Ever since the first flowering of scholarship on women in the late nineteenth and early twentieth centuries, convents have occupied a central place in historians' estimate of the position of women in medieval and early modern Europe. In 1910, Emily James Putnam, the future dean and president of Barnard College, wrote enthusiastically in The Lady, her path-breaking study of medieval and renaissance aristocratic women, “No institution in Europe has ever won for the lady the freedom of development that she enjoyed in the convent in the early days. The modern college for women only feebly reproduces it.” In equally pioneering works published in the same period, both Lena Eckenstein and Eileen Power recognized the significance of the nunnery in providing a socially acceptable place for independent single women.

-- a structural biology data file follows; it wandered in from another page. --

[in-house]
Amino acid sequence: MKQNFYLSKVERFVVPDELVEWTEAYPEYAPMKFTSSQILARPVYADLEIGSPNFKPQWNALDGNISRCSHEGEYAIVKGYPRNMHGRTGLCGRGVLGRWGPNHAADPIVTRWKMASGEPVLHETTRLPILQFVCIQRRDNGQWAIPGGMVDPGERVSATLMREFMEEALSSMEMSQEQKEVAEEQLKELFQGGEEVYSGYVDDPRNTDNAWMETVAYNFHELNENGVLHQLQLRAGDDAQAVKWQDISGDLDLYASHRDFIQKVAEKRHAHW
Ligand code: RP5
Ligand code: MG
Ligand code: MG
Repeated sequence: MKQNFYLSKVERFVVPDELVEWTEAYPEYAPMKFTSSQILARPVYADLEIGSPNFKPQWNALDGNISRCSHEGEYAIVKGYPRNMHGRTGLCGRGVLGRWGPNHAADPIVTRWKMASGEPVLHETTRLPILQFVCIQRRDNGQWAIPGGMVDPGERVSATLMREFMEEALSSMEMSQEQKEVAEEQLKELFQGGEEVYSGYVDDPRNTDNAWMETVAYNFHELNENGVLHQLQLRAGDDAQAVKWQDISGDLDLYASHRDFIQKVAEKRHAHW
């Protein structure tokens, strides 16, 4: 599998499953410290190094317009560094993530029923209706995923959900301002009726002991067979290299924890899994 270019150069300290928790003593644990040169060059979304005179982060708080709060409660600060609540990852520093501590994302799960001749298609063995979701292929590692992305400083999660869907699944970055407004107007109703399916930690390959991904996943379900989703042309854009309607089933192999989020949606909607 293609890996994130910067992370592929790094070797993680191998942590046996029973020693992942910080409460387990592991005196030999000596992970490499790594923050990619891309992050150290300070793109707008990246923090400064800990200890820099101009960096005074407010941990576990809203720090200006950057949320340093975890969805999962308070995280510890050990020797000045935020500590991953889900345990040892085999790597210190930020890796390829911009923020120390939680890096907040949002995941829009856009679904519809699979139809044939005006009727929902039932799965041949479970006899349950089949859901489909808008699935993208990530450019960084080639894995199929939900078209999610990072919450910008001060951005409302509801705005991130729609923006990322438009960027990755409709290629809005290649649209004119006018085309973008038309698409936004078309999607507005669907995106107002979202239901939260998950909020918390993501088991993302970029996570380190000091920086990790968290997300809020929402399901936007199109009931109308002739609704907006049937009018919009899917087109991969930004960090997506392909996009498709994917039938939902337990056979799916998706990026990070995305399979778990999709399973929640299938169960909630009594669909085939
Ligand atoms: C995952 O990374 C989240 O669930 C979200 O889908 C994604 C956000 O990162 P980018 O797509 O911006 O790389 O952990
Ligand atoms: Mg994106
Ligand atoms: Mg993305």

Many contemporary historians share this positive view of convents. In Becoming Visible, one of the most widely read surveys of European women's history, for example, William Monter wrote approvingly of convents as “socially prestigious communities of unmarried women.” Similarly, Jane Douglass praised nunneries for their importance in providing women with the only “visible, official role” allotted to them in the church, while Merry Wiesner, sharing Eckenstein and Power's perspective, has observed that, unlike other women, nuns were “used to expressing themselves on religious matters and thinking of themselves as members of a spiritual group. In her recently published study of early modern Seville, to give a final example, Mary Perry criticized the assumption that nuns were oppressed by the patriarchal order that controlled their institutions; instead, she emphasized the ways in which religious women “empowered themselves through community, chastity, enclosure and mystical experiences.”